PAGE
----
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60% of Twitter users only stay a month

Retention rates lower than Facebook

Over half of Twitter users frequent the micro blogging site for just one month before getting bored of the service, says Nielsen Online.

"Let there be no doubt: Twitter has grown exponentially in the past few months with no small thanks to celebrity exposure," said David Martin, vice president of Primary Research at Nielsen Online, in a blog.

"People are signing up in droves, and Twitter's unique audience is up over 100 percent in March. But despite the hockey-stick growth chart, Twitter faces an uphill battle in making sure these flocks of new users are enticed to return to the nest."

Twitter has been having staggering growth in the last several months. Online traffic tracker comScore reported that Twitter had a 131 percent increase in US visitors just from February to March of this year. That came on the heels of another comScore report released earlier this month showing that Twitter traffic jumped 700 percent in February compared to the same month last year.

While part of Twitter's meteoric growth has been linked to an influx of middle-aged users, it's also been gaining a lot of mainstream media attention. Everyone from Oprah to Jonathan Ross have not only been Twittering but talking about it - a lot. Is this just because Twitter is a fledgling site that maybe hasn't found its footing yet?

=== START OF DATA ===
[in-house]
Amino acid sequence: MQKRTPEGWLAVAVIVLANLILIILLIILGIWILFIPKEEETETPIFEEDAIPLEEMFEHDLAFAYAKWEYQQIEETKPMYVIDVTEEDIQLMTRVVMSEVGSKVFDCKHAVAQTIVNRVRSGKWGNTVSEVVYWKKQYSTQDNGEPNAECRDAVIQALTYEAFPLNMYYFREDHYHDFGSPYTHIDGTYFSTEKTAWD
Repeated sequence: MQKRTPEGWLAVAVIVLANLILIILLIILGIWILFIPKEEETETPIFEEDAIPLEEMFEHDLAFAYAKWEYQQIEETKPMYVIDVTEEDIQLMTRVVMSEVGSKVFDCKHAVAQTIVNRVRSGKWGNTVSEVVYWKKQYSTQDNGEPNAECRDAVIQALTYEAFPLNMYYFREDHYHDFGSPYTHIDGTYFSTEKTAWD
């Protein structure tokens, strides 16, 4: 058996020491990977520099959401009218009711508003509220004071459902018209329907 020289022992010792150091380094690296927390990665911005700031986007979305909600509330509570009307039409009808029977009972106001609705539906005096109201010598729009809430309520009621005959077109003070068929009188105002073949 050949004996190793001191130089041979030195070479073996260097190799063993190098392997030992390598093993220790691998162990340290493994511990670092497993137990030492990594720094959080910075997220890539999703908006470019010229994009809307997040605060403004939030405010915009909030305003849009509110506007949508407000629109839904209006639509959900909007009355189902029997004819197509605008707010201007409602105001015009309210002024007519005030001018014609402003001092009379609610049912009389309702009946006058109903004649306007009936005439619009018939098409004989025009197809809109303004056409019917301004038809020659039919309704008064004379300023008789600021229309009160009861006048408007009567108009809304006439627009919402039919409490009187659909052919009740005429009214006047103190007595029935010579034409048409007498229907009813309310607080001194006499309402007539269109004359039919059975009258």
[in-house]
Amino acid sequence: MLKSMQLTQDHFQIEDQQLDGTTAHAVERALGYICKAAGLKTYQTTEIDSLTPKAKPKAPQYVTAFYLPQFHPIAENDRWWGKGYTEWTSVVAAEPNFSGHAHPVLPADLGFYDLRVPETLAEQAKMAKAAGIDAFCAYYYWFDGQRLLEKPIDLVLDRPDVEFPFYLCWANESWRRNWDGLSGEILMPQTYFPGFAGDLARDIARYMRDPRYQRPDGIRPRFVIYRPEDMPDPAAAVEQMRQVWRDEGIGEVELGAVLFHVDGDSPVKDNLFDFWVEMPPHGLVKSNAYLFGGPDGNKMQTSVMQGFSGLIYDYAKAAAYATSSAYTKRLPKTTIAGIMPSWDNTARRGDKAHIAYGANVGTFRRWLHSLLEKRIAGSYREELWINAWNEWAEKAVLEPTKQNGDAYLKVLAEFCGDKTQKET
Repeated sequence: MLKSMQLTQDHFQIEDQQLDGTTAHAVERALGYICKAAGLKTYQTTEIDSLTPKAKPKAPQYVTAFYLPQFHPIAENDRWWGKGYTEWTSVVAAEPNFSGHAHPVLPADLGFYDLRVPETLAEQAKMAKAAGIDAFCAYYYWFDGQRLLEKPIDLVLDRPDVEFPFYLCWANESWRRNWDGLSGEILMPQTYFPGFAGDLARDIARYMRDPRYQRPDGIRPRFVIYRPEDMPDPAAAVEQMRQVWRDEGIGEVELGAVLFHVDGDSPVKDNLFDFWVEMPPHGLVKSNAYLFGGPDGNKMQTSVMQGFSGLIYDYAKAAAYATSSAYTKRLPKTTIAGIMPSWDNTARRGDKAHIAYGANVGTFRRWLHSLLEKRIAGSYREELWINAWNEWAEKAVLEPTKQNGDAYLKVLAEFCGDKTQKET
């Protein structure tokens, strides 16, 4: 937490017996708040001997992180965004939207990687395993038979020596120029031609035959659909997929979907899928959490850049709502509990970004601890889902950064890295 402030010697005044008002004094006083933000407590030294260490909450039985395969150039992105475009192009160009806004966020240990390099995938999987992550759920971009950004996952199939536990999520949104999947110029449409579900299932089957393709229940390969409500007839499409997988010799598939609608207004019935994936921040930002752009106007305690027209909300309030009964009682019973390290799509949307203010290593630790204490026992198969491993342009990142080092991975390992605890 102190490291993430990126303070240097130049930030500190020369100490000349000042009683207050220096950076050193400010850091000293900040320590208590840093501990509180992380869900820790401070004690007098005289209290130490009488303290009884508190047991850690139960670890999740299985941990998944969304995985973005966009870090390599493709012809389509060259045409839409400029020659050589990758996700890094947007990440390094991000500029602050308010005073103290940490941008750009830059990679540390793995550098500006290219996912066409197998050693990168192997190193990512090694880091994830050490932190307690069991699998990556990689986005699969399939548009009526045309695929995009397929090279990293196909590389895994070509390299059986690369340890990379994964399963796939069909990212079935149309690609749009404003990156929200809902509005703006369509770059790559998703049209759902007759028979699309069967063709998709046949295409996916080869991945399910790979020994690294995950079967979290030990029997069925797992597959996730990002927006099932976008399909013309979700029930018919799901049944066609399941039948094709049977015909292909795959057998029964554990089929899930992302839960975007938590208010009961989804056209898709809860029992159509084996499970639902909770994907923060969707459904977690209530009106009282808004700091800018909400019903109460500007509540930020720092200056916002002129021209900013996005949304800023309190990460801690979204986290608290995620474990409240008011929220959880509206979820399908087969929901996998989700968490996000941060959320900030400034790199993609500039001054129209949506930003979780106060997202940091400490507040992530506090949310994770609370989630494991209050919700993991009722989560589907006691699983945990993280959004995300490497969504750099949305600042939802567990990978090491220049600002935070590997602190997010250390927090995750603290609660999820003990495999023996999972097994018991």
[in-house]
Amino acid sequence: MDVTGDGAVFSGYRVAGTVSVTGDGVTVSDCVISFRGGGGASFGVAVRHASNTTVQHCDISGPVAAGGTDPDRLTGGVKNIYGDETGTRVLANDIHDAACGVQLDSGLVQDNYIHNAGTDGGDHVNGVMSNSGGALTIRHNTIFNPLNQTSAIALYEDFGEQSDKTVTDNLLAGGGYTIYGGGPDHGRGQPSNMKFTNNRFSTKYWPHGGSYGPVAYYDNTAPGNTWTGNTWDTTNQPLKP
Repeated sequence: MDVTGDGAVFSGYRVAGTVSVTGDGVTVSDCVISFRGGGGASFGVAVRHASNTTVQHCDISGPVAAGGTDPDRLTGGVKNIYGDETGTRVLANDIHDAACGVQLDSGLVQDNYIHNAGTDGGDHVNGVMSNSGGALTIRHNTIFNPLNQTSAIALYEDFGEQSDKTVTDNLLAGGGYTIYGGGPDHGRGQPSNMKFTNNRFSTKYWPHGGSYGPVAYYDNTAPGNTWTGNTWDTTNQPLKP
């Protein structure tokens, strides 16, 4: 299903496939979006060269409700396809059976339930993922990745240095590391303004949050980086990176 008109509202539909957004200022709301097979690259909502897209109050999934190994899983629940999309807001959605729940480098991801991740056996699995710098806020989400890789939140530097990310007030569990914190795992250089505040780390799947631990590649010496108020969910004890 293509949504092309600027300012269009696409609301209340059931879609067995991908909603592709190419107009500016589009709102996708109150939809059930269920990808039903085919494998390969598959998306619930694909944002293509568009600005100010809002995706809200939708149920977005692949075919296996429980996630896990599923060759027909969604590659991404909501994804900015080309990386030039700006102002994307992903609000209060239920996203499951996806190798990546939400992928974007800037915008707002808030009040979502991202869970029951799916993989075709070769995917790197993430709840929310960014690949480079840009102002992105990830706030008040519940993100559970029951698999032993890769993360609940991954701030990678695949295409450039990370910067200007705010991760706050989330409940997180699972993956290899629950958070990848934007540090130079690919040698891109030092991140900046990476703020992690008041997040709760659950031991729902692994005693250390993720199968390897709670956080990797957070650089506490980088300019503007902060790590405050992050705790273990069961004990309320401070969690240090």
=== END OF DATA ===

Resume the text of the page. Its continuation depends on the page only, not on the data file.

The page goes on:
Not really, according to Neilsen. Compared to the early years of social networking giants Facebook and MySpace, Twitter's retention is still bad. Both Facebook and MySpace had twice the retention rate that Twitter does now, Nielsen said. When their audiences ballooned, so did their retention rates. Both companies now have about a 70 percent retention rate.

"Twitter just doesn't seem to have a whole lot of stickiness to it," said Ezra Gottheil, an analyst at Technology Business Research. "People join Twitter ... and then it has to be an on-going commitment. Twitter's charm is that it's immediate and instant. The minute you get busy, its usefulness fades."

Gottheil also doesn't see any obvious solutions for turning Twitter's retention problem around.

"It's a major head scratcher because it's intrinsically a slice of time," he said, noting that when the influx of new users ebbs, the people quitting Twitter will really take a toll on the site.

"I hope they reach a phase of general stability. It has to level off at some point and it won't level off at everyone in the whole world using Twitter."


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